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OpinionColumnistsDan Janison

Final ballot counts will shape the future of GOP power in Washington, D.C.

Senate Majority Leader Mitch McConnell, in his home

Senate Majority Leader Mitch McConnell, in his home state of Kentucky last week, was elected to his seventh term Tuesday. Credit: AP/Timothy D. Easley

On the cusp of a massive ballot count, the future of Republican red-state power in Washington seemed on Tuesday to hang by a thread. Nervously, GOP strategists sought to defend their electoral turf, most importantly in the U.S. Senate, which in recent years drove the tax cuts, deregulation and court appointments that President Donald Trump got to sign and campaign on.

When various state party operatives try to stymie the casting and counting of ballots by registered Democrats, they are not just doing so for Trump's sake. Since 2016, he has been the draw for the base and titular head of the party. But there are many moving parts that are not about him and, as of late Tuesday, many ways the party was threatened with a loss of power unless polling proved way off.

Both the Senate and the White House were on the line. If Trump comes up a loser and the Senate's GOP majority survives, the most powerful U.S. Republican would be Mitch McConnell of Kentucky.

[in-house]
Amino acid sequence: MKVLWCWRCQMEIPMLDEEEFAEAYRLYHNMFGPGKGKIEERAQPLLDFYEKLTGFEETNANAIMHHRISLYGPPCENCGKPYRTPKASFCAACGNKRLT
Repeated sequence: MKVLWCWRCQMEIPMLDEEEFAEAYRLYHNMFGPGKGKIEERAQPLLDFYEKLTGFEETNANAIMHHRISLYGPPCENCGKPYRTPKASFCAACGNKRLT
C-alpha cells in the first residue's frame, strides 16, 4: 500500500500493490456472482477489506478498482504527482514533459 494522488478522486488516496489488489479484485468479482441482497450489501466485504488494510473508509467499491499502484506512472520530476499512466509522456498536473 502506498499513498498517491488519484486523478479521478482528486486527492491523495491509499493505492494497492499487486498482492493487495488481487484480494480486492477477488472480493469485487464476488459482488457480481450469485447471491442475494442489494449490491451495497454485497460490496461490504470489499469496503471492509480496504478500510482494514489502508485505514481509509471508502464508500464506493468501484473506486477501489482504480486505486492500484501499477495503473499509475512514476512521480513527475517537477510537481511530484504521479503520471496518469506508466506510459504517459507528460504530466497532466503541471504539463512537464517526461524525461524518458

With a former senator, Joseph Biden, as president, the body would be in a strong position to negotiate or block initiatives and appointments, as it did during the Obama administration.

In that scenario, Trump presumably would no longer call all the shots in the party, and his cult of personality would be left to find other venues of empowerment from outside the federal government. Losing would discredit the notion that Trump could continue to pull Republican strings from outside. Speculation would probably abound about his "considering" a third party in the style of the late maverick candidate Ross Perot.

Say Trump is reelected but without a GOP-led Senate. That could paralyze the rudderless president in his second term. Democrats who impeached him in the House could gain the clout to try to convict him in the Senate. Trump would govern with a figurative gun to his head. Appointments, budgets and all major legislation would be controlled in large part by Democrats.

Of course, the most destructive possibility facing the GOP as it sailed into this election was that it could lose both the White House and the Senate. On the likelihood that the House remains in Democratic control, a stunning reversal will have taken place. During 2017 and 2018, the Grand Old Party was all-powerful. By 2021, it would have lost all legislative power. Republicans could jettison Trump as their standard-bearer, with leadership to be determined and fought over.

The best prospect for the party is the one that seemed likely earlier this year — that this election would continue the status quo power scenario under Trump and McConnell. The Republican establishment would continue to call the shots on the nation's severe health and economic crisis caused by COVID-19.

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